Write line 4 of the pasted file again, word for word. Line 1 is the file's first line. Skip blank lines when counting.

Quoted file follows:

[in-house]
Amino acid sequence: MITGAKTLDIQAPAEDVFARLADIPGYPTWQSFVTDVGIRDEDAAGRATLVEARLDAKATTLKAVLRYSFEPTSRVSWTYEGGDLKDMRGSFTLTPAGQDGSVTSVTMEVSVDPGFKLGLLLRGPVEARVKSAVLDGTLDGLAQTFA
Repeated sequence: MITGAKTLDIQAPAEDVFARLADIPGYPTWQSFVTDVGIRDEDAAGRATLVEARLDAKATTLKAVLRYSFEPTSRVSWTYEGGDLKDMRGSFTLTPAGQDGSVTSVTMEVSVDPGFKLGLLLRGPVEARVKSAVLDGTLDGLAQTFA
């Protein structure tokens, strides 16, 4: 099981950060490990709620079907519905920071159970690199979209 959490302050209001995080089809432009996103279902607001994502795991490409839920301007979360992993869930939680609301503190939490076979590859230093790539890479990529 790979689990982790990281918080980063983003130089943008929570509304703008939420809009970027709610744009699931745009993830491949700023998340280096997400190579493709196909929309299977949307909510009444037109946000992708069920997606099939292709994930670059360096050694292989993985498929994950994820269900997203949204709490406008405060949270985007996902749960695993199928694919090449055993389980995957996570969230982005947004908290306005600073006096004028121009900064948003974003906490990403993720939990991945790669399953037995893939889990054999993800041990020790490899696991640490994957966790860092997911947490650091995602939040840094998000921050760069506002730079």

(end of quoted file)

């Protein structure tokens, strides 16, 4: 099981950060490990709620079907519905920071159970690199979209 959490302050209001995080089809432009996103279902607001994502795991490409839920301007979360992993869930939680609301503190939490076979590859230093790539890479990529 790979689990982790990281918080980063983003130089943008929570509304703008939420809009970027709610744009699931745009993830491949700023998340280096997400190579493709196909929309299977949307909510009444037109946000992708069920997606099939292709994930670059360096050694292989993985498929994950994820269900997203949204709490406008405060949270985007996902749960695993199928694919090449055993389980995957996570969230982005947004908290306005600073006096004028121009900064948003974003906490990403993720939990991945790669399953037995893939889990054999993800041990020790490899696991640490994957966790860092997911947490650091995602939040840094998000921050760069506002730079």